Savannah Mayor Otis S. Johnson, who graduated from UGA in 1967 and went on to become the second African American to lead Georgia’s second-largest city, will return to his alma mater on March 29 to deliver the annual Lothar Tresp Lecture.
Johnson’s talk, at 3:30 p.m. in the Chapel, is entitled “A Different Kind of Bulldog: My Experience as an African-American Bulldog in the 1960s and Subsequent Road to Become Mayor of Savannah.”
The lecture is free and open to the public. A reception for Johnson will be held in Moore College following the talk.
Sponsored by the Honors Program, the lecture is named for Lothar Tresp, who was associated with the Honors Program for 34 years and was director of the program from 1967 until his retirement in 1994.
Johnson retired as dean of the College of Liberal Arts and Social Sciences at Savannah State University in 2002 and two years later was sworn in as Savannah’s 64th mayor. He previously served five years on the Savannah City Council and four years on the Savannah-Chatham County Board of Education.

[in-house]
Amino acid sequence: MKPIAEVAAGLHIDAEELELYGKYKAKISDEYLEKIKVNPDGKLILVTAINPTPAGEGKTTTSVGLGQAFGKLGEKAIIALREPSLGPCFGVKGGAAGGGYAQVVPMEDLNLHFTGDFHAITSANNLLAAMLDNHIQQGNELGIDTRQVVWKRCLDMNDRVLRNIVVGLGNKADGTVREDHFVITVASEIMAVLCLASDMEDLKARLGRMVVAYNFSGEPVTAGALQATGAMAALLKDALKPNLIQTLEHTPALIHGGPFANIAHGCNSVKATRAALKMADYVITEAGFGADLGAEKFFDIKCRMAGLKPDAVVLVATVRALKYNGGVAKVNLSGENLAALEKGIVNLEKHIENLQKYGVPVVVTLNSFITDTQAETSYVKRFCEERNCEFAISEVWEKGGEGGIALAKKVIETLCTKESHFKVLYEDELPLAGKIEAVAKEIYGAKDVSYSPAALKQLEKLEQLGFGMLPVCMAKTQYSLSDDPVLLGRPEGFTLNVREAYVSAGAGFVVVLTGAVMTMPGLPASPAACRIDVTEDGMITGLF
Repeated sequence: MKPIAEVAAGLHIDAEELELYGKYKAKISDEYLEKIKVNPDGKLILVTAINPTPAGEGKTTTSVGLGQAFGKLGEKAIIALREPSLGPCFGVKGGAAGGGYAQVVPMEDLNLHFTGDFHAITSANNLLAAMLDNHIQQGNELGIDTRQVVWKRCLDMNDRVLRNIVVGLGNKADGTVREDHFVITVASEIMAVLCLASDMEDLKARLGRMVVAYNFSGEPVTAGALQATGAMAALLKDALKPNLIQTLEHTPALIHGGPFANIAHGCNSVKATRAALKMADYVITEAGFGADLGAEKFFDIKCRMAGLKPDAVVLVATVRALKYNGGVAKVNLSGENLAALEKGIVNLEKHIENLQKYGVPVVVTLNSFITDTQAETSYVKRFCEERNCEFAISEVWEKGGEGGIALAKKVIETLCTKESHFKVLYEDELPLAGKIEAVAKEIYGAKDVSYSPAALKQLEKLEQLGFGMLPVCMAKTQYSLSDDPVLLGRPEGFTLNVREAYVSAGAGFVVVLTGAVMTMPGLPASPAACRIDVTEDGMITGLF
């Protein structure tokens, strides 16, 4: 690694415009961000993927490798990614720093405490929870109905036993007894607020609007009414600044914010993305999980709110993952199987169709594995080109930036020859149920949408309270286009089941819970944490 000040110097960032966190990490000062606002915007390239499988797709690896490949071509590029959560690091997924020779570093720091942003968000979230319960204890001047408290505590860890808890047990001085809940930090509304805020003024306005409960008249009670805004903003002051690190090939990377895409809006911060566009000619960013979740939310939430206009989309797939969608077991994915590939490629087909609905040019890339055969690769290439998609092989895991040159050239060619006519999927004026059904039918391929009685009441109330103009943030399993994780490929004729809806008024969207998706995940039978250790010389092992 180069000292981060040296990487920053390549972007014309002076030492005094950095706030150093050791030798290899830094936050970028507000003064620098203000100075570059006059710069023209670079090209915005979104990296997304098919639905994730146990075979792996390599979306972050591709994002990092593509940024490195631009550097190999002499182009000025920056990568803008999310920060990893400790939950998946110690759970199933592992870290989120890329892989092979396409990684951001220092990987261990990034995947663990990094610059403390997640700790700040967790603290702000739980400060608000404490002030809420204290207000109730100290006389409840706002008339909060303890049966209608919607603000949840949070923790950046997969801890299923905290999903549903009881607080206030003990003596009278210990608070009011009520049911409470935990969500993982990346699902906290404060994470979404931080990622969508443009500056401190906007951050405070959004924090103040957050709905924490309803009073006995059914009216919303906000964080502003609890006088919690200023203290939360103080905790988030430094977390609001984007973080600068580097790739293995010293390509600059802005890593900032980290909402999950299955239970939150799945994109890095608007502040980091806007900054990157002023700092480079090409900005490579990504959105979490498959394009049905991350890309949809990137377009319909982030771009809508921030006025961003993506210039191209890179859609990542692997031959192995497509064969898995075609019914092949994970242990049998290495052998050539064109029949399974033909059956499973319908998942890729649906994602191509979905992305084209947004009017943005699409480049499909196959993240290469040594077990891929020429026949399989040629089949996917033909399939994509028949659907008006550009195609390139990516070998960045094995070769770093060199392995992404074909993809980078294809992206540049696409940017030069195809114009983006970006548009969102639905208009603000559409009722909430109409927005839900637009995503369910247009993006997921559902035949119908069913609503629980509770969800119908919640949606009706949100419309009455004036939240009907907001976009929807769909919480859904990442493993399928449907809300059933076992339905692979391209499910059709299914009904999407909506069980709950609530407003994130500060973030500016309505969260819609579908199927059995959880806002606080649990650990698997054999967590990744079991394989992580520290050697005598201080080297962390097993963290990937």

A national authority in the areas of community building and youth development, Johnson served 10 years as director of the Chatham-Savannah Youth Future Program, funded by the Annie E. Casey Foundation. He was on the founding board of directors of the Georgia Campaign for Adolescent Pregnancy Prevention in 1995.
Johnson is a member of the national advisory committee for the Urban Health Initiative, and he also serves on the National League of Cities Council on Youth, Education and Families. He was on the board of the Georgia Family Connections Partnership and was a founding member of the National Community Building Network in 1993.
In addition to his bachelor’s degree in history from UGA, Johnson has a master’s in social work from Clark Atlanta University and a doctorate in social welfare from the Heller School of Social Policy and Management at Brandeis University.